Lawrence 'Larry' Roberts is a computer scientist who is credited as helping create the Internet. Roberts was born in the New England state of Connecticut, United States, in 1934. Roberts studied in New England, at the Massachusetts Institute of Technology (MIT). In 1963, Roberts completed his Ph.D at MIT and would go on to work at MIT's Lincoln Lab. The subject he studied included electronics and electromagnetism; subjects that would be applicable to the creation of early computer networks. The Lincoln Lab's funding was primarily provided by ARPA; a research section of the United States Department of Defense.
(Pictured: Lawrence Roberts (centre) at the Internet Hall of Fame induction)
In November 1964, Roberts met Joseph Licklider at a Homestead Meeting and they spoke about Licklider's idea of a wide area computer network. Licklider, at the time, was the director of the IPTO (Information Processing Techniques Office) at ARPA. Roberts received funding from Ivan Sutherland (the new ARPA IPTO director) to conduct a networking experiment in 1965. The experiment proved a success and led to Sutherland, and his successor Bob Taylor, to ask Lawrence Roberts to come to work at ARPA and expand upon his experiment. Roberts refused the requests, as he was a native of New England, and he was happily settled at the Massachusetts Institute of Technology. Eventually the director of ARPA, Charlie Hertzfeld, provided enough pressure to persuade Roberts to join ARPA.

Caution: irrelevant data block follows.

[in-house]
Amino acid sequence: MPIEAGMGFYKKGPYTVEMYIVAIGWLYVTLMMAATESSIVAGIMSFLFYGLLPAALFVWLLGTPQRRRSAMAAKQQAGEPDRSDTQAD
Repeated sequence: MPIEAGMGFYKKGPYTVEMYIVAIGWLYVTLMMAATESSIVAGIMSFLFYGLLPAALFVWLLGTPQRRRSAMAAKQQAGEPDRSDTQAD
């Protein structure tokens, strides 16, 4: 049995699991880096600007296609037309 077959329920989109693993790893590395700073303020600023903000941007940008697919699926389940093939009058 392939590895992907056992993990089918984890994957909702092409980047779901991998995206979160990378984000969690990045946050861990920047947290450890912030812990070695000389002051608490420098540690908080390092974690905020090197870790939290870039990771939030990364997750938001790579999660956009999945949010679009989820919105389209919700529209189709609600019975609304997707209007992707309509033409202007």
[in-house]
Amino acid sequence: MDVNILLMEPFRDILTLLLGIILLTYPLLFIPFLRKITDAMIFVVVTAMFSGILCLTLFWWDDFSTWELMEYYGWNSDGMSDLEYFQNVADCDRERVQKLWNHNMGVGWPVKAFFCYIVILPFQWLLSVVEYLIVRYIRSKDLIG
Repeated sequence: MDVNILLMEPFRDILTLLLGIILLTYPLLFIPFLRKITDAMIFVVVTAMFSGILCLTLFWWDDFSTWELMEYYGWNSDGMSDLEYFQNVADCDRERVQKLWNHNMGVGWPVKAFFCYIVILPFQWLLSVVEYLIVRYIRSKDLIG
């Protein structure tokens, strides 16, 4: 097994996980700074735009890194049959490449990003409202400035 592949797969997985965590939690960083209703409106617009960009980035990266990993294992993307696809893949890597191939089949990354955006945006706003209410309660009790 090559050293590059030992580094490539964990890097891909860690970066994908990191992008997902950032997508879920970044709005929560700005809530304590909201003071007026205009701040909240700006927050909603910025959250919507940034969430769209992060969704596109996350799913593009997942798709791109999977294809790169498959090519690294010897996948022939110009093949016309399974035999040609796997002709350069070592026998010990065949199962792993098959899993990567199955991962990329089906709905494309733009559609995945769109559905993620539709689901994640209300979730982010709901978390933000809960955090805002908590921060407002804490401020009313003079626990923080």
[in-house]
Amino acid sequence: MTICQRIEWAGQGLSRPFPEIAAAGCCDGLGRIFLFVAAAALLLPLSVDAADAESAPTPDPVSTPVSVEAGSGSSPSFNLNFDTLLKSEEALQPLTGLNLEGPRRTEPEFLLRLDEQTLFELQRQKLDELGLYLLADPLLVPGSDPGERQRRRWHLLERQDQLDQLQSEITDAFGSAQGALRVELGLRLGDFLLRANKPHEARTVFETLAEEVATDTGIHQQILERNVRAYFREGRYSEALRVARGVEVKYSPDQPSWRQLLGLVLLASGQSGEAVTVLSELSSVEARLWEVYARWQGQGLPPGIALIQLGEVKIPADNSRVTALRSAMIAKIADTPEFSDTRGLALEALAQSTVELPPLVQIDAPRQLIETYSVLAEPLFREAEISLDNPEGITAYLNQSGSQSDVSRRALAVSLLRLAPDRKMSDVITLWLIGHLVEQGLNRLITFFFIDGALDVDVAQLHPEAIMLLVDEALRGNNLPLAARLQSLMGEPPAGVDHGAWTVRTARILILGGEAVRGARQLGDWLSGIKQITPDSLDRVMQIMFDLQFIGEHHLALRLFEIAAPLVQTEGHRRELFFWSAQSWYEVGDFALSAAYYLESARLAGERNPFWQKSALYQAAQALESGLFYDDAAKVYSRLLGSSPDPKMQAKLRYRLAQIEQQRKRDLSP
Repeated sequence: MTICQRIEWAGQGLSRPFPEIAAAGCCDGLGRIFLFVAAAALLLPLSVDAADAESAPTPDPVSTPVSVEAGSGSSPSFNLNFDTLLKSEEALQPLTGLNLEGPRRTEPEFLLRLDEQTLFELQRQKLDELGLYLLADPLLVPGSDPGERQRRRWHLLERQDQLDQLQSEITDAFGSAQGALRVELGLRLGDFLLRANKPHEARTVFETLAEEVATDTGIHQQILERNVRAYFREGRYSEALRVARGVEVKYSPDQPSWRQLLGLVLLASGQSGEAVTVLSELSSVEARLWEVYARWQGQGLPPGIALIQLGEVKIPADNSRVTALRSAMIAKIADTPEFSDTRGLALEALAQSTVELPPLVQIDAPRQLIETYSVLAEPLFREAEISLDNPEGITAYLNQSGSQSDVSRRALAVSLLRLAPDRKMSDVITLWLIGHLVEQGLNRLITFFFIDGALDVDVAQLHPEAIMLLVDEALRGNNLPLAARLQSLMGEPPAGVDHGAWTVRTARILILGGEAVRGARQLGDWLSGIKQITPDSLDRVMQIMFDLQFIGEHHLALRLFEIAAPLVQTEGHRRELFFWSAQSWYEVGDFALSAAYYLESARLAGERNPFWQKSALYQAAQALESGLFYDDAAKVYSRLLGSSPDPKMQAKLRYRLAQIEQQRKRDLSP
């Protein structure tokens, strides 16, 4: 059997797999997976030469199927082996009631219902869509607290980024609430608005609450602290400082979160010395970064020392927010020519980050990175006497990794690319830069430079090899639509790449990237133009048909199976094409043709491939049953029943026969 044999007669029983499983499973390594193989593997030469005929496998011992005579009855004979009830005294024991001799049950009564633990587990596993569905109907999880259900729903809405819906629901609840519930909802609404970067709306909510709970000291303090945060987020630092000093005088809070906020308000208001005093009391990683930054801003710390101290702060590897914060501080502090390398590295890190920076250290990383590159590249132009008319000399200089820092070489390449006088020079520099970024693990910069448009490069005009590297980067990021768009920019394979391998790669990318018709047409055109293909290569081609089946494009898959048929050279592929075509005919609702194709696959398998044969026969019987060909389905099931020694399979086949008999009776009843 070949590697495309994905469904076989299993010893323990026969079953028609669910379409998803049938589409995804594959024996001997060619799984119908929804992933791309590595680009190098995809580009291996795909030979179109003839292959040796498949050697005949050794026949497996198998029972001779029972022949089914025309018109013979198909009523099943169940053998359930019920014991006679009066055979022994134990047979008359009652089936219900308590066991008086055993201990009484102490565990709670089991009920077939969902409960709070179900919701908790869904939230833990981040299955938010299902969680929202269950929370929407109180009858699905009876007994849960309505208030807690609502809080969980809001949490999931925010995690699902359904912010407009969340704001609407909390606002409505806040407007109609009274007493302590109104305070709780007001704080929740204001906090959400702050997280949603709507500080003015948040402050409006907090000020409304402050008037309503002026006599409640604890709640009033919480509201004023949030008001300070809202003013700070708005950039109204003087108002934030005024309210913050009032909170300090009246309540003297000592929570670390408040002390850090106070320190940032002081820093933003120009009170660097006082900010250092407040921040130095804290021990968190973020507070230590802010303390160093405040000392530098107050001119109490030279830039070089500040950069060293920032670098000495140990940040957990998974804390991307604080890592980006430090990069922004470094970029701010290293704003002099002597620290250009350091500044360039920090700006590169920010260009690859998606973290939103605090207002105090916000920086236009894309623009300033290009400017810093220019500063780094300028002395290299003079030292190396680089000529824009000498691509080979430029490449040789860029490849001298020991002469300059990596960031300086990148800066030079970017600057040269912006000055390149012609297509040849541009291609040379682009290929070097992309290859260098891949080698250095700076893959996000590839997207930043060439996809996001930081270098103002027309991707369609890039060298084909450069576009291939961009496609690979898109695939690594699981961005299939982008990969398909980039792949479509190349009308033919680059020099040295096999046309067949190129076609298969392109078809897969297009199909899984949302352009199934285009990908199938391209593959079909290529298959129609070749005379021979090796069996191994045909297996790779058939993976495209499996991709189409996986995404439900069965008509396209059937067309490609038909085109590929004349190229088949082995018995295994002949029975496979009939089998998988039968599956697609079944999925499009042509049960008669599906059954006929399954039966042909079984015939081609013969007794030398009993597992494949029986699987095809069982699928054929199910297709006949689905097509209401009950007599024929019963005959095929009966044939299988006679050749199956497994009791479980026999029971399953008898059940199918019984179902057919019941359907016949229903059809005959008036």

In 1967, Roberts held a "ARPANET Design Session" in Ann Arbor, Michigan: with the conclusion that minicomputers - named Interface Message Processors - would need to be built to act as nodes between the various host computers that constituted ARPANET. Roberts would finalise his plans for ARPANET by 1969, and it's first test in October 1969 proved a success. Lawrence Roberts would become director of the IPTO in 1969 - Bob Taylor was sent to Vietnam - and oversaw the expansion of the network until 1973. In 1973, ARPA decided it would no longer fund projects without a strictly military use, and Roberts felt it was time to move on.
Roberts was recruited by BBN - builders of ARPANET's IMPs - to help create the first American commercial packet switching network: named Telenet. Roberts worked under the leadership of Barry Wessler, who had assisted Roberts in creating the plans for ARPANET IMPs, and eventually became the CEO of Telenet. Telenet would have nodes located in the following cities: Washington, D.C., Boston, New York, Chicago, Dallas, San Francisco and Los Angeles. Telenet was sold to Sprint in 1979 and was renamed Sprintnet. After helping to create Telenet, Roberts would become CEO of the following companies: Anagran Inc, Caspian Networks, ATM Systems, NetExpress and DHL. The latest company he has become CEO of is FSA Technologies in August 2015.
Lawrence Roberts has received many awards for his contribution in creating of ARPANET and the Internet. He has received awards from: National Academy of Engineering, Internet Hall of Fame, Computer Design Hall of Fame, NEC C&C Award, Principe de Asturias Award and the IEEE Internet Award.